Now, we could conclude that knowledge acquisition contains concentration (internal vs. external acquisition) and search (random vs. directional search); problem-solving includes positioning (individual vs. team), procedure (trial and error vs. inspiration), behavior (empirical vs. abstract), and range (incremental improvement vs. radical change); knowledge dissemination consists of process (formal vs. informal) and margin (narrow vs. wide); knowledge ownership comprises identity (individual vs. collective) and human resources (experts vs. generalists); and knowledge storage and memory only contains forms of knowledge presentation (explicit vs. tacit). Generally, these three types of orientations can embody most KM strategy dimensions appearing in the literature. However, explicit and tacit orientations contain the implications of personal and public knowledge, formal and informal dissemination.; exploratory and exploitative orientations contain the similar implications of progressive and radical learning, progressive improvement and radical change. Although previous literature in this field have identified the three types of KM strategy orientation under three dimensions, Choi and Lee [43
] and Choi et al. [7
] regarded them as different dimensions and pointed out one of three types of KM strategy orientation is firm’s selection. Thus, from the perspective of indicators measurement, those different types of KM strategy orientation could be independently measured by six indicators on the same level in our empirical study.
2.4. KM Strategy and Firm Performance
The alignment among KM strategies, and the fit between patterns of one specific strategy (e.g., ITM, HRM, and Business) or KM process and KM strategy, could significantly influence performance outcomes [9
]. Some scholars have different views on mechanisms how KM strategy enhance firm performance from different KM strategy orientations. Firms would perform well when emphasizing both explicit and tacit orientations [43
]. Internal knowledge transfer intensifies the influence of external knowledge acquisition on innovation output [32
]. Exploratory and exploitative knowledge sharing should balance each other to improve knowledge governance and firm’s performance [36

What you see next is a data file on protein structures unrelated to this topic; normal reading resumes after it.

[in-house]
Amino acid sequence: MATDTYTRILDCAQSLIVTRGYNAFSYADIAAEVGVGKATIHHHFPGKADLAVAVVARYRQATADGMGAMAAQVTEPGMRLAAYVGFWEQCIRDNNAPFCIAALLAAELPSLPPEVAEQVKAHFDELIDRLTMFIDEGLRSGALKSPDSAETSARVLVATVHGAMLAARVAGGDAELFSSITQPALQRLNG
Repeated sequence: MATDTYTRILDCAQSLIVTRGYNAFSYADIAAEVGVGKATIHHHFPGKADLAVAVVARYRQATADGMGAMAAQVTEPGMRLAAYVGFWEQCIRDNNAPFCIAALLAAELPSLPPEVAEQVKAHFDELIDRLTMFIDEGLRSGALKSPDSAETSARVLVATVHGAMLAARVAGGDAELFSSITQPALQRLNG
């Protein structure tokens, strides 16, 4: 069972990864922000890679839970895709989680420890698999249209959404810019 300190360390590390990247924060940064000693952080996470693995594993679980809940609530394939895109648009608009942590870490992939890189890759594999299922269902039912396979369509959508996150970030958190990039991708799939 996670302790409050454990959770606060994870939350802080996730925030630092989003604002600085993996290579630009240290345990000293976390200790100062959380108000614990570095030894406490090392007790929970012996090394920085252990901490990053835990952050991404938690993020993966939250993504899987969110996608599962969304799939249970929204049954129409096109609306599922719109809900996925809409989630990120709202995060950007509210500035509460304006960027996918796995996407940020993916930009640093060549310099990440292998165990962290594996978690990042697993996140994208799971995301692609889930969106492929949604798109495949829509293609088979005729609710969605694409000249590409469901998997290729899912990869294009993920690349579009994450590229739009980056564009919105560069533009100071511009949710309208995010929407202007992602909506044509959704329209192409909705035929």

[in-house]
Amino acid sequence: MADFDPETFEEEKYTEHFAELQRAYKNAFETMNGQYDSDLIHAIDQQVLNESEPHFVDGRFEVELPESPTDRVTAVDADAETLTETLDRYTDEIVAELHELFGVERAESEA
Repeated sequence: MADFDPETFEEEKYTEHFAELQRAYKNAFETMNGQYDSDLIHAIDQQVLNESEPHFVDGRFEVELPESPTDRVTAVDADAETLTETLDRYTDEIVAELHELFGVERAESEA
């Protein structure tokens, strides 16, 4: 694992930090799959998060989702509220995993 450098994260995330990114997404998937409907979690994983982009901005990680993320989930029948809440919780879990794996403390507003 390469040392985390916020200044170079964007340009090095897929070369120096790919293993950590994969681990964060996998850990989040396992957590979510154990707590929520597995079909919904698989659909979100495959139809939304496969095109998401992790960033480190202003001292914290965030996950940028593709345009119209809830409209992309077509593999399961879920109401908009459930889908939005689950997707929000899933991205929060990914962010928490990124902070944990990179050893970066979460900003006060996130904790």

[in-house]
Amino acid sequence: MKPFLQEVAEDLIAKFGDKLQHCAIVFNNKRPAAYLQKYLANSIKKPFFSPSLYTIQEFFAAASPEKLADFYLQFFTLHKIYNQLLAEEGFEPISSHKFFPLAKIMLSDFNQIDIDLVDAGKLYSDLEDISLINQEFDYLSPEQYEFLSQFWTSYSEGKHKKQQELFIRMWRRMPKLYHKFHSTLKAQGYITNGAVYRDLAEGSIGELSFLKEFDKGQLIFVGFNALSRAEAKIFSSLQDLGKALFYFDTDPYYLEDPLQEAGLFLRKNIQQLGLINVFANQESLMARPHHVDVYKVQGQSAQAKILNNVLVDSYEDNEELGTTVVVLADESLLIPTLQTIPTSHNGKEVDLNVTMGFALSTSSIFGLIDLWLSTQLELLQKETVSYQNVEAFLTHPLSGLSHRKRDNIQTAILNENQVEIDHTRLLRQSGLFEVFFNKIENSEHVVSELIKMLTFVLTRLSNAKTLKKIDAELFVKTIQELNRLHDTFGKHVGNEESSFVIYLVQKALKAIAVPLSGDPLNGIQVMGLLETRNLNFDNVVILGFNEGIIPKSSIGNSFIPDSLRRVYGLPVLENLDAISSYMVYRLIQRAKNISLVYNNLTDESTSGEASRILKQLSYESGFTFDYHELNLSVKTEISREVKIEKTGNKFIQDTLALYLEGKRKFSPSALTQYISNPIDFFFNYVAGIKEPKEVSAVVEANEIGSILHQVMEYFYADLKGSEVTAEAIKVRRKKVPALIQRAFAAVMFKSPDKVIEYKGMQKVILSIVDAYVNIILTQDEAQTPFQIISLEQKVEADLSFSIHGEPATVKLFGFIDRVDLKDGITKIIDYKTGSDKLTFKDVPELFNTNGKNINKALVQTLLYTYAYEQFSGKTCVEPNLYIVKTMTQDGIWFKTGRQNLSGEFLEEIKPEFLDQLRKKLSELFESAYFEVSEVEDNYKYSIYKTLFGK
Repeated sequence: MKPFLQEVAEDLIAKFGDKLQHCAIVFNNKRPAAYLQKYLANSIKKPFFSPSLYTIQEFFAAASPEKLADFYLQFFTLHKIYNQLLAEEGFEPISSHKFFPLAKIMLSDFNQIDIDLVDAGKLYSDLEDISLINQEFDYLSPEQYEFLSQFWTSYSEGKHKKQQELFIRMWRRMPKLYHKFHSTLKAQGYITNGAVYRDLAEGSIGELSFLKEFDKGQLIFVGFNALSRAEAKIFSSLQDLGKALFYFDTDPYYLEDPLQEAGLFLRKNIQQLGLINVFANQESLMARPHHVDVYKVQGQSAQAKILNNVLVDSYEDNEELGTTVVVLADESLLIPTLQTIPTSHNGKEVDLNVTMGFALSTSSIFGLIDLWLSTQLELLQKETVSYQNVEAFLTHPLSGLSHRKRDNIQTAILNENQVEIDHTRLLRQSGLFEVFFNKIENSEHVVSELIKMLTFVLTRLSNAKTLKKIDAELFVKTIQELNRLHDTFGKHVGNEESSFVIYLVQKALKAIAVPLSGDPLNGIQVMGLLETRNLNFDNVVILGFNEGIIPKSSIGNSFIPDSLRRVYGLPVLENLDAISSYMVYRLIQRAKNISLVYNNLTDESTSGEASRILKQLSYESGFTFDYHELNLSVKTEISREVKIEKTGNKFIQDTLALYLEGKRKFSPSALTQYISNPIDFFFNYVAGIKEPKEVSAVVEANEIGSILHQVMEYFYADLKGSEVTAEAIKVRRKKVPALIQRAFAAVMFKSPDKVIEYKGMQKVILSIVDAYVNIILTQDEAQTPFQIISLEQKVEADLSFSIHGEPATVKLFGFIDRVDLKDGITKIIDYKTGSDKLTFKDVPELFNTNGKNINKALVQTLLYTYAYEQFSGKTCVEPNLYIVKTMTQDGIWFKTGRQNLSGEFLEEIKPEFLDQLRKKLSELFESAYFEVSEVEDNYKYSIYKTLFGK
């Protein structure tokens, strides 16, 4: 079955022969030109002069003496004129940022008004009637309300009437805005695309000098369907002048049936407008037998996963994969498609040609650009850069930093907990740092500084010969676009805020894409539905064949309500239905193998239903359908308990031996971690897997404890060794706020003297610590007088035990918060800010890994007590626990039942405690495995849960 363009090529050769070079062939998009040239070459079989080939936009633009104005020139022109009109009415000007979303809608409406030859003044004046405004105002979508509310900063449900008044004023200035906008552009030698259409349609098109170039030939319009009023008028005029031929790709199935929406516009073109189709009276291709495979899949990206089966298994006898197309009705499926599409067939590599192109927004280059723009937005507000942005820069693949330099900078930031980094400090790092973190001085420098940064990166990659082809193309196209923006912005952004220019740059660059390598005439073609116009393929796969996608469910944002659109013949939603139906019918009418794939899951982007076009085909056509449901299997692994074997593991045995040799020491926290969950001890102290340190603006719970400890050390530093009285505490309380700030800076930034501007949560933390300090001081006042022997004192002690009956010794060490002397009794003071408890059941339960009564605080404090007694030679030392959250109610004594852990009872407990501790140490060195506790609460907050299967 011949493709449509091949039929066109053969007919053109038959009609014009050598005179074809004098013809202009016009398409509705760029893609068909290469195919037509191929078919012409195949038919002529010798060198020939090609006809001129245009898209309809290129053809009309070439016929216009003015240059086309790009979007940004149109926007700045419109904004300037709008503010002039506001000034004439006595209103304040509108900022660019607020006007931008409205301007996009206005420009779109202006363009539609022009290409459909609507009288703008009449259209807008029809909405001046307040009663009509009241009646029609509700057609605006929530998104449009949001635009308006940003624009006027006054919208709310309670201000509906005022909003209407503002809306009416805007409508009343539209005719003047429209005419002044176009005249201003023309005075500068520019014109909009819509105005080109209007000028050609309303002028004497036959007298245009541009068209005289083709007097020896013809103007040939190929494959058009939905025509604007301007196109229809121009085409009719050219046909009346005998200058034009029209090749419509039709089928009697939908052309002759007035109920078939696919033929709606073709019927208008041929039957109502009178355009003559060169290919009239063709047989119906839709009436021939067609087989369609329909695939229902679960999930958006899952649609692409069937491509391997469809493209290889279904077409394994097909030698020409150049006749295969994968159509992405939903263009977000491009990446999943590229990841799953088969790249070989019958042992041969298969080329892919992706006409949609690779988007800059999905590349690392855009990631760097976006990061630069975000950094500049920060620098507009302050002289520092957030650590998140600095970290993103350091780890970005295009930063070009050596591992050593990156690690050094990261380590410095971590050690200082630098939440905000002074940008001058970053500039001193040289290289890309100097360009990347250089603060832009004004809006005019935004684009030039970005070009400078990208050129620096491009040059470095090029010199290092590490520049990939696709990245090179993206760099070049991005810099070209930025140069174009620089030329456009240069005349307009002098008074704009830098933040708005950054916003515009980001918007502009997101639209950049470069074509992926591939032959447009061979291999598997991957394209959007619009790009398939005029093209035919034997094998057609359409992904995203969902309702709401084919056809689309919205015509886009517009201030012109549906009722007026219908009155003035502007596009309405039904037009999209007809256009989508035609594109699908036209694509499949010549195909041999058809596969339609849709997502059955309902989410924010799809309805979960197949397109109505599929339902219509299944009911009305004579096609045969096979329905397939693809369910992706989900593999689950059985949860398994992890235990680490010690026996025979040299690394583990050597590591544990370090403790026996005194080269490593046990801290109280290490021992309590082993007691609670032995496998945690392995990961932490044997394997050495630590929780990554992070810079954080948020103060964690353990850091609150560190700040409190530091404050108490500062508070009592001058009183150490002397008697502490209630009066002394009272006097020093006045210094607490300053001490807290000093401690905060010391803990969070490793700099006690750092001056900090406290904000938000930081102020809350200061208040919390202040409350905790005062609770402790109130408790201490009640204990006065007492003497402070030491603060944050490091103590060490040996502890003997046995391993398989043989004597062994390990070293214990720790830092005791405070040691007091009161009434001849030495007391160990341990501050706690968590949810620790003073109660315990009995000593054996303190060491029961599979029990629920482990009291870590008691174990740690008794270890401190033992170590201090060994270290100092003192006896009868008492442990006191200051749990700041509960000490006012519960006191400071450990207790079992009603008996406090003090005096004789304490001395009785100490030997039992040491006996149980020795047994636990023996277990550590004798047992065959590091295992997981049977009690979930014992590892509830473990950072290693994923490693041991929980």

]. As to explicit and tacit orientations, Hansen et al. [16
] argued that firms should lay particular stress on one of these two, and the resource allocation ratios of the major and secondary orientations should be 80% and 20%, respectively. If the ratios were 50% to 50%, this allocation would negatively affect firm performance. Choi and Lee [43
] found that firms doing well in both explicit and tacit orientations would exceed others which emphasize only one orientation in firm performance. Zack [21
] argued that different orientations are complementary to each other, and firms executed balanced orientations has the best performance [46
], consistent with the result of empirical studies [32
Obviously, there is disagreement on the relationship among KM strategy orientations [7
], and complementary and non-complementary mechanisms of KM strategy orientations affecting firm performance have been concluded. Advocates of the “complementary mechanism” [21
] proposed that complementarity among KM strategy orientations is mutually reinforcing. All orientations are mutually coordinated, integrated, systematically affecting firm performance, the complementarity helps to balance development and achieve a competitive advantage. Conversely, believers in the “non-complementary mechanism” [16
] see no complementary relationship among KM strategy orientations and firm performance. The non-complementarity helps to achieve a competitive advantage with limited resources, could depend on identifying the orientation for firm performance, pooling resources and doing the best on the orientation. Thus, “whether there exists complementarity among KM strategy orientations” should be further tested.
2.5. Complementarity Effects of KM Strategy
In the literature of organizational economics, the complementary effect is defined as follows: if there are several activities, with the increase of one activity, the marginal profitability of the rest rises, correspondingly [48
]. There have been empirical studies on the complementarity of different operative activities within firms [49
]. The complementary effect is seen when the marginal profitability of several KM strategy orientations increases mutually. There are two elements of the complementary effect.
The first is that many resource inputs are versatile in various KM strategy orientations, which decrease the cost of KM strategy. Orientations would benefit from the investment in information technology, firm culture, or human resources. In other words, an established computer network not only supports the external orientation such as collecting information from the Internet and contacting customers through emails, but also supports the internal orientation such as internal forum, internal email system, thus fostering a firm’s culture of learning promotes both knowledge exploration and exploitation, as well as the dissemination and sharing of explicit and tacit knowledge, which, by introducing and training high-quality human resources, can strengthen KM strategy orientations.
The second is that effects of various orientations are synergistic, which means added value beyond the individual effect of a single orientation [7